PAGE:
On 21.06.2018 it was that time again: communicode AG invited representatives from trade and industry to the joint knowledge forum "ThinkChange - perspectives of digital transformation" in the Red Dot Design Museum on the premises of the Zeche Zollverein in Essen. This year's motto "The Core of Commerce" dealt with the key success factor for business projects in our digital world: the customer and his needs.

Customer centricity is not a passing management or strategy hype. A pronounced customer focus is the answer to hyper-competition in the markets. Companies operate in an environment of ever faster change. Technologies, products and business models come and go. Only one thing remains the same: successful business models are based on the ability to build customer relationships, maintain them over the long term and expand them.

The event started at 1 p.m. with a joint networking lunch at the Red Dot Design Museum. The prelude and introduction to our focus topic was made by Professor Dr. Maik Eisenbeiß with his keynote.

Seduction or trust – what really matters

Professor Eisenbeiß conducts research in the areas of digital marketing, cross-channel management and CRM. Using the example of programmatic marketing – one of the most popular personalization technologies – the marketing specialist explained that the basic attitude when companies use these technologies does not match the needs of the target group. Internet users often only see obtrusive and more or less well-designed advertising messages that convey what the magazine “Brand Eins” impressively summed up in issue 2 of 2014 with the title “Kauf Du Ass”. In the competition for the best advertising space or the number of impressions, the companies outbid each other, while the customer benefit unfortunately falls by the wayside. Rather, brands should maintain contact with customers and put themselves in their position. With impressive studies and figures from his own research work, Maik Eisenbeiß underpinned his thesis on how important the need for "trust and its protection" is for customers, how it can be positively satisfied and why this aspect in particular is decisive for the success or failure of digital marketing efforts can be.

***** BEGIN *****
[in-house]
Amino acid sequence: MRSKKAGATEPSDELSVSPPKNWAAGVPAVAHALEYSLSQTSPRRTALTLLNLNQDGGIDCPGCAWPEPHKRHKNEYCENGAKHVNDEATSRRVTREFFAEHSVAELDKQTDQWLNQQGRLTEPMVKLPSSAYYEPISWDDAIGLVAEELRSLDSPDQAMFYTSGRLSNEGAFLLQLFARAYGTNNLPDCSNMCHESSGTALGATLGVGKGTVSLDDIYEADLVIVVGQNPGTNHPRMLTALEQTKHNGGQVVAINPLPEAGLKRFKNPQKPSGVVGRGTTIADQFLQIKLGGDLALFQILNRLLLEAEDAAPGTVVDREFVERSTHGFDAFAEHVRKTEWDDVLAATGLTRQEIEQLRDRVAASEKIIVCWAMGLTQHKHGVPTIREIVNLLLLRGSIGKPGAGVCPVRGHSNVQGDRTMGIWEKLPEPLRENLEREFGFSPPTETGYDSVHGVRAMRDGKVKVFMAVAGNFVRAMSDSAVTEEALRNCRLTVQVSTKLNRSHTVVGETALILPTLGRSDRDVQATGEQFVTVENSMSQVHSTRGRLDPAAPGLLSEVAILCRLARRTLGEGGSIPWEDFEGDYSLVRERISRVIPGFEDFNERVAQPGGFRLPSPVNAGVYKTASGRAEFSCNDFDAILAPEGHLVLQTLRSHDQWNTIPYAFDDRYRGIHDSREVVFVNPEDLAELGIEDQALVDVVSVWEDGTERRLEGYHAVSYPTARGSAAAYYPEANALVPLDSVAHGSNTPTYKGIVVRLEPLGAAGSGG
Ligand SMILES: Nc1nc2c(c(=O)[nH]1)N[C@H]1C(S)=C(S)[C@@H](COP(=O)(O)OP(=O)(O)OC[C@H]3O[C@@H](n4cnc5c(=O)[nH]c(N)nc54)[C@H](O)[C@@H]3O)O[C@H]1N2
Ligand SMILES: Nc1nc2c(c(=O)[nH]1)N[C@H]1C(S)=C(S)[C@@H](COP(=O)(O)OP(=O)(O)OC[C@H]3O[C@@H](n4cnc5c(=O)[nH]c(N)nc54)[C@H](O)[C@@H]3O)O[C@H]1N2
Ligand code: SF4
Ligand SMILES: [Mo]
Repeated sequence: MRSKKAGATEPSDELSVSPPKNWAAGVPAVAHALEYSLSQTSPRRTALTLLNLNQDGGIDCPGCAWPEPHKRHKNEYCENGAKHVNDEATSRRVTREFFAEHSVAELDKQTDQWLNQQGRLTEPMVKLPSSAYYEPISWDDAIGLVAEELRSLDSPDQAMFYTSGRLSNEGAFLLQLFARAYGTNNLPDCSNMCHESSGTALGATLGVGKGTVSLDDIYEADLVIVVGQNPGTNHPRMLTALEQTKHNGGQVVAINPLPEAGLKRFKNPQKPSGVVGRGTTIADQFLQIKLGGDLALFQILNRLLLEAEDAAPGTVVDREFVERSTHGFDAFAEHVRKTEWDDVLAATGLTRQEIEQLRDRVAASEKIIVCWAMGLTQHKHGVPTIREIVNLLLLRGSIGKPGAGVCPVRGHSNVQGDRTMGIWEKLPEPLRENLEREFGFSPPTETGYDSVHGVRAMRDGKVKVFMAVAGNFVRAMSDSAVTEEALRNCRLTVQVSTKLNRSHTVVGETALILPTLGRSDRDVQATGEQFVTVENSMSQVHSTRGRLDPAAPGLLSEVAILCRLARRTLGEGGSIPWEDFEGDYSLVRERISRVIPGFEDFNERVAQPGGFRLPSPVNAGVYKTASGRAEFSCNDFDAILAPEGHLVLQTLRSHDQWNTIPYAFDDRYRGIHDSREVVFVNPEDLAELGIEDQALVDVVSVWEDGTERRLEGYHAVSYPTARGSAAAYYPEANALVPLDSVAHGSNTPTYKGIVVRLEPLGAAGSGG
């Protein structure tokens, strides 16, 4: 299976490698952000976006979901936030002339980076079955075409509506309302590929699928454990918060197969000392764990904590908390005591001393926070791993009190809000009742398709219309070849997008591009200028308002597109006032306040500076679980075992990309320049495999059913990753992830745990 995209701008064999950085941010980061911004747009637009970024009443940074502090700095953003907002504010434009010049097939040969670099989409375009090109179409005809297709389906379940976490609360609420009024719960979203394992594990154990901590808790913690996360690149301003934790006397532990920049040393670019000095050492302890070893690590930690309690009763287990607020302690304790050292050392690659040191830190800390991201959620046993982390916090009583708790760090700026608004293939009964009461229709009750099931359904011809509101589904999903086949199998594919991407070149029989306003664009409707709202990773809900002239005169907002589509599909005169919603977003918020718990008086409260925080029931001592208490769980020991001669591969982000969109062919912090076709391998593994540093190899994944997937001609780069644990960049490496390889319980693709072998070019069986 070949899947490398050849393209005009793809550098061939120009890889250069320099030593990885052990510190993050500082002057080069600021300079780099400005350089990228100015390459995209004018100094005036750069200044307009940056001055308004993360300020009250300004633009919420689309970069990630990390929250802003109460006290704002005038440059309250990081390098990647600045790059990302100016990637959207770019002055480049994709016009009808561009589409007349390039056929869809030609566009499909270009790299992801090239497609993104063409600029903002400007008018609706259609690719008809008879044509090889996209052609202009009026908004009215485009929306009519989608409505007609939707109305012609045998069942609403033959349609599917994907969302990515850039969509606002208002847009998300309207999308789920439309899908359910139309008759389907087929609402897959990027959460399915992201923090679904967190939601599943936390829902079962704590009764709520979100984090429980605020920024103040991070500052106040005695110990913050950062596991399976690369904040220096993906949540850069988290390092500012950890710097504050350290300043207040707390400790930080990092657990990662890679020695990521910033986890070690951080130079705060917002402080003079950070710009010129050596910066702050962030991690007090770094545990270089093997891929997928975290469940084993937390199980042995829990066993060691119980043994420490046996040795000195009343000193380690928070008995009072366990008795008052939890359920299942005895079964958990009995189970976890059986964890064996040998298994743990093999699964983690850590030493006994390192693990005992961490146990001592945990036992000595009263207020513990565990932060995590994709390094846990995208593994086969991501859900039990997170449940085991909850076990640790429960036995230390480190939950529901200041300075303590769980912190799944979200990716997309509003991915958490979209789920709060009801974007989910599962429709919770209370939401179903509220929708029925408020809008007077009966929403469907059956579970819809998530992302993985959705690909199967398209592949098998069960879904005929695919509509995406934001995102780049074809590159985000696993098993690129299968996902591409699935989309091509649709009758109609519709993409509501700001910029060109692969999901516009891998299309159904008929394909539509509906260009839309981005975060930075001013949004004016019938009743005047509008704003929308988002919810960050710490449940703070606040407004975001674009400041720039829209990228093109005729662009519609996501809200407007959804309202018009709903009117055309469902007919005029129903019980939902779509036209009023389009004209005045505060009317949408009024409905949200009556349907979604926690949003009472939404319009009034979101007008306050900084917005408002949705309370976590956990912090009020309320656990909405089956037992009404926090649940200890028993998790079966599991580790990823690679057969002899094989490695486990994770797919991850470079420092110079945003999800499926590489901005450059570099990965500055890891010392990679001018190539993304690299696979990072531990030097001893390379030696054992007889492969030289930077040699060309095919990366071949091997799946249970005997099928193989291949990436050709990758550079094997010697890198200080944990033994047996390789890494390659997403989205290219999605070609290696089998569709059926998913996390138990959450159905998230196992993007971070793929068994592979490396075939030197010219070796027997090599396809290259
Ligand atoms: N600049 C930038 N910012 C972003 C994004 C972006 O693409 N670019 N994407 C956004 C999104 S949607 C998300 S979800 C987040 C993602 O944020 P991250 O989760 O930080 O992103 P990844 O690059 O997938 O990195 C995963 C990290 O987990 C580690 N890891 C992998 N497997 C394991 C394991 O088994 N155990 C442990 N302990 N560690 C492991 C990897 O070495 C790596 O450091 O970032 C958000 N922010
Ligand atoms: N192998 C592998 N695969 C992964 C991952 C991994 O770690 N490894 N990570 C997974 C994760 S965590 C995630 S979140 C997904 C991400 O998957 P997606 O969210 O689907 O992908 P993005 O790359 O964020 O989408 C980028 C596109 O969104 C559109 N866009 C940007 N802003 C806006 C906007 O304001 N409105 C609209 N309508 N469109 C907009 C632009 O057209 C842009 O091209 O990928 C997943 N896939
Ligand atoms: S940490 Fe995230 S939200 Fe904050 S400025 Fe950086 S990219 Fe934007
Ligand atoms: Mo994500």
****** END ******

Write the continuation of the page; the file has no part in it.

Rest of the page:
The Internet of Things and the “e-World of Thermomix”

In his presentation, Julius Ganns, Head of Vorwerk Digital, gave us an insight into the digital world of Themomix. Vorwerk recognized early on that the benefit and experience with the product is more important to the user than outstanding technology. Although sophisticated technology is also necessary for success, it is initially in the background for the customer. For him, it's all about ease of use and time-saving, inspiration, support with cooking and shopping and, of course, good luck with cooking. Technology, and with it the device, becomes a lifestyle product with status and a guarantee of success. Cooking with guaranteed success! This promise is realized through the further development of the Thermomix into an IOT product that interacts with the user via digital recipes and has a steadily growing community on the Internet. The convinced fan likes to advertise and easily inspire other customers. This community spirit is also reflected in the company's own sales strategy, which relies on network marketing.